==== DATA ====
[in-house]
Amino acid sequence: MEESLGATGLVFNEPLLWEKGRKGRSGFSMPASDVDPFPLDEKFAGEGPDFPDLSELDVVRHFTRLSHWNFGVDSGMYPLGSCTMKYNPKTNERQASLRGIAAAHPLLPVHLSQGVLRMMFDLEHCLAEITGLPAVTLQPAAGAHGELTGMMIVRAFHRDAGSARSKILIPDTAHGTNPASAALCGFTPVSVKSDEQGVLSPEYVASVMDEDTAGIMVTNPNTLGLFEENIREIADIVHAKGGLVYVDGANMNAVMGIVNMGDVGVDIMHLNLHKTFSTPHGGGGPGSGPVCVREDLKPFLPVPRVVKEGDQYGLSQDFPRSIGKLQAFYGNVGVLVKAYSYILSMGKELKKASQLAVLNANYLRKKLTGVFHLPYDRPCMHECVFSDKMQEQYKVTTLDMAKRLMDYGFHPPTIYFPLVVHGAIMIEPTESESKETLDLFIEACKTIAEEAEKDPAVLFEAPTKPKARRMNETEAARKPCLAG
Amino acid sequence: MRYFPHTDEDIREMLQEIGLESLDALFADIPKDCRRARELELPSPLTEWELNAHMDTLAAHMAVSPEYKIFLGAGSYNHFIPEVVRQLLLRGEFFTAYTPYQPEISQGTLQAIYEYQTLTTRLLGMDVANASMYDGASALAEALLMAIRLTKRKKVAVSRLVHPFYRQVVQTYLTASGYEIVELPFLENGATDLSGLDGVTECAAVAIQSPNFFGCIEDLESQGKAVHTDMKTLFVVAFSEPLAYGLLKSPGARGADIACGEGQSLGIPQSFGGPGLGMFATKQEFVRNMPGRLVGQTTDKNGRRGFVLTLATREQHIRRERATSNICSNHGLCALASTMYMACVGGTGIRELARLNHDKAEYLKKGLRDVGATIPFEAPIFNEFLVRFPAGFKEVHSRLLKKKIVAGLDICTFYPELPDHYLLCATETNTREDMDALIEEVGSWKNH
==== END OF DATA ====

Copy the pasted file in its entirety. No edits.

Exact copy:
[in-house]
Amino acid sequence: MEESLGATGLVFNEPLLWEKGRKGRSGFSMPASDVDPFPLDEKFAGEGPDFPDLSELDVVRHFTRLSHWNFGVDSGMYPLGSCTMKYNPKTNERQASLRGIAAAHPLLPVHLSQGVLRMMFDLEHCLAEITGLPAVTLQPAAGAHGELTGMMIVRAFHRDAGSARSKILIPDTAHGTNPASAALCGFTPVSVKSDEQGVLSPEYVASVMDEDTAGIMVTNPNTLGLFEENIREIADIVHAKGGLVYVDGANMNAVMGIVNMGDVGVDIMHLNLHKTFSTPHGGGGPGSGPVCVREDLKPFLPVPRVVKEGDQYGLSQDFPRSIGKLQAFYGNVGVLVKAYSYILSMGKELKKASQLAVLNANYLRKKLTGVFHLPYDRPCMHECVFSDKMQEQYKVTTLDMAKRLMDYGFHPPTIYFPLVVHGAIMIEPTESESKETLDLFIEACKTIAEEAEKDPAVLFEAPTKPKARRMNETEAARKPCLAG
Amino acid sequence: MRYFPHTDEDIREMLQEIGLESLDALFADIPKDCRRARELELPSPLTEWELNAHMDTLAAHMAVSPEYKIFLGAGSYNHFIPEVVRQLLLRGEFFTAYTPYQPEISQGTLQAIYEYQTLTTRLLGMDVANASMYDGASALAEALLMAIRLTKRKKVAVSRLVHPFYRQVVQTYLTASGYEIVELPFLENGATDLSGLDGVTECAAVAIQSPNFFGCIEDLESQGKAVHTDMKTLFVVAFSEPLAYGLLKSPGARGADIACGEGQSLGIPQSFGGPGLGMFATKQEFVRNMPGRLVGQTTDKNGRRGFVLTLATREQHIRRERATSNICSNHGLCALASTMYMACVGGTGIRELARLNHDKAEYLKKGLRDVGATIPFEAPIFNEFLVRFPAGFKEVHSRLLKKKIVAGLDICTFYPELPDHYLLCATETNTREDMDALIEEVGSWKNH